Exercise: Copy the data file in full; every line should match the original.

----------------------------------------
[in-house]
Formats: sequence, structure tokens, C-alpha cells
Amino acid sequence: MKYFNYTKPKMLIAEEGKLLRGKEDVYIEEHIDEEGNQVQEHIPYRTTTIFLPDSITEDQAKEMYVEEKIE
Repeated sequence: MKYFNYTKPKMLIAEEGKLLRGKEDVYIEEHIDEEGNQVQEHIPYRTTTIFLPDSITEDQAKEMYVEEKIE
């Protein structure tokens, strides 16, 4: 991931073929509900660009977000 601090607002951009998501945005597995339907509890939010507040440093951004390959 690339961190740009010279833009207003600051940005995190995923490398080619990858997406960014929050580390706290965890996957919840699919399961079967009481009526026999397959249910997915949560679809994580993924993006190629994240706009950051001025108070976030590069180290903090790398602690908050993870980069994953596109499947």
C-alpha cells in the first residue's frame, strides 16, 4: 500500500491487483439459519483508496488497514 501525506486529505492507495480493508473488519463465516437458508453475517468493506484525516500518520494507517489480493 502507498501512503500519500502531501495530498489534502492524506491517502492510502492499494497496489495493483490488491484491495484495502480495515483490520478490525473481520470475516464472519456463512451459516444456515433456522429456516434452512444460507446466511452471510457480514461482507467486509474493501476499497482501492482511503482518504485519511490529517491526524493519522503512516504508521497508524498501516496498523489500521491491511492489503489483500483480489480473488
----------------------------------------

[in-house]
Formats: sequence, structure tokens, C-alpha cells
Amino acid sequence: MKYFNYTKPKMLIAEEGKLLRGKEDVYIEEHIDEEGNQVQEHIPYRTTTIFLPDSITEDQAKEMYVEEKIE
Repeated sequence: MKYFNYTKPKMLIAEEGKLLRGKEDVYIEEHIDEEGNQVQEHIPYRTTTIFLPDSITEDQAKEMYVEEKIE
């Protein structure tokens, strides 16, 4: 991931073929509900660009977000 601090607002951009998501945005597995339907509890939010507040440093951004390959 690339961190740009010279833009207003600051940005995190995923490398080619990858997406960014929050580390706290965890996957919840699919399961079967009481009526026999397959249910997915949560679809994580993924993006190629994240706009950051001025108070976030590069180290903090790398602690908050993870980069994953596109499947």
C-alpha cells in the first residue's frame, strides 16, 4: 500500500491487483439459519483508496488497514 501525506486529505492507495480493508473488519463465516437458508453475517468493506484525516500518520494507517489480493 502507498501512503500519500502531501495530498489534502492524506491517502492510502492499494497496489495493483490488491484491495484495502480495515483490520478490525473481520470475516464472519456463512451459516444456515433456522429456516434452512444460507446466511452471510457480514461482507467486509474493501476499497482501492482511503482518504485519511490529517491526524493519522503512516504508521497508524498501516496498523489500521491491511492489503489483500483480489480473488